By INU Staff
INU - There are two main players in the Iranian presidential elections which are due to take place next month. Hassan Rouhani, the current President of the Islamic Republic, is fighting for a second term. Ebrahim Raisi, his new contender, has an extremely bloody history – the most notable of which was his presence on the death committee of the 1988 massacre of political prisoners.
Many in the West are wondering which choice would be the lesser of two evils and what the consequences would be on society, the rest of the Middle East and the rest of the world.
During Rouhani’s time in office, the Iran nuclear deal was negotiated in 2015 with the United States and other world powers. Despite this, a large number of fundamentalist activities were carried out in the Islamic Republic. In fact, probably some of the worst behaviour in three decades was displayed.
For example, almost 3,000 people have been executed in the country under the rule of Rouhani. This is more than any other time in recent history in Iran and they were often a punishment for “crimes” such as insulting religion.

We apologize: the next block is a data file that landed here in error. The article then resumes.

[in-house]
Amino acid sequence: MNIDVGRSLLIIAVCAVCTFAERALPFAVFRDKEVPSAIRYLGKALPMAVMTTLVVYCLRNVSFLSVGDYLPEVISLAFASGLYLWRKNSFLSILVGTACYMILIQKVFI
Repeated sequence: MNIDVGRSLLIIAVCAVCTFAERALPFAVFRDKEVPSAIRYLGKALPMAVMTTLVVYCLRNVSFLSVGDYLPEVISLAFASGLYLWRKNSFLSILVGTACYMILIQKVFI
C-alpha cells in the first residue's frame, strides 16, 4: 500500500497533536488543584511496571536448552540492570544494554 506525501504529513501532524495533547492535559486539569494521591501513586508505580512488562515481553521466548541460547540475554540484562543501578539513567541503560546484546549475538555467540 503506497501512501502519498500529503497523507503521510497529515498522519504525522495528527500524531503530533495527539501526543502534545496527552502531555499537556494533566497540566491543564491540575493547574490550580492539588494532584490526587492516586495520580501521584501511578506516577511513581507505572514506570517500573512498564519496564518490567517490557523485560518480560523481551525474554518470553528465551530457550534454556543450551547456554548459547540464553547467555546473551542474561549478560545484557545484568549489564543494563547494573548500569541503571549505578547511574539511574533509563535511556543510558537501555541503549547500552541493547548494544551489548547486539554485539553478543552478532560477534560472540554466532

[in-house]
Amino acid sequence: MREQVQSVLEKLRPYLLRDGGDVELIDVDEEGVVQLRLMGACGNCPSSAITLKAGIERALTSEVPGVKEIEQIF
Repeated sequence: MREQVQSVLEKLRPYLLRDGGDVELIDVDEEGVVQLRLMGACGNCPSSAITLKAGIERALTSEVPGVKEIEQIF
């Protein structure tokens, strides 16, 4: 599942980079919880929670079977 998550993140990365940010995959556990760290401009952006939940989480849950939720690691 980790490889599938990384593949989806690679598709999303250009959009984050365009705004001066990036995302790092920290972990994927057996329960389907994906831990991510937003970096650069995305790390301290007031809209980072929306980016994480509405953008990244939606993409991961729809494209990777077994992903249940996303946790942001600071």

During Rouhani’s tenure, Iran has tangled itself up in three wars in the region in Yemen, Iraq and Syria. The state media has also reported that his government has advanced strategic weapons development more in the past few years that has been done in the past ten years.
And this is the president that the West refers to as “moderate”.
Raisi too has made a career out of supressing the Iranian people. For decades he has been involved in presuming the policies of the Iranian regime and being a faithful follower of the Supreme Leader’s interpretation of Islam.
No matter which of these men win the 19th May elections, the situation in Iran will still be the same – the regime’s support of terrorism will continue and the people will still be supressed. The pursuit of nuclear weapons will still be a priority for the Iranian regime and human rights violations will still be central to its policies.
What will make a difference is the reaction and treatment of the United States and the wider West. If policies are adopted to end Iran’s meddling the regime could face a disastrous blow that would end the theocratic regime. The missile strike on the Syrian regime’s airbase earlier in the month was a good start.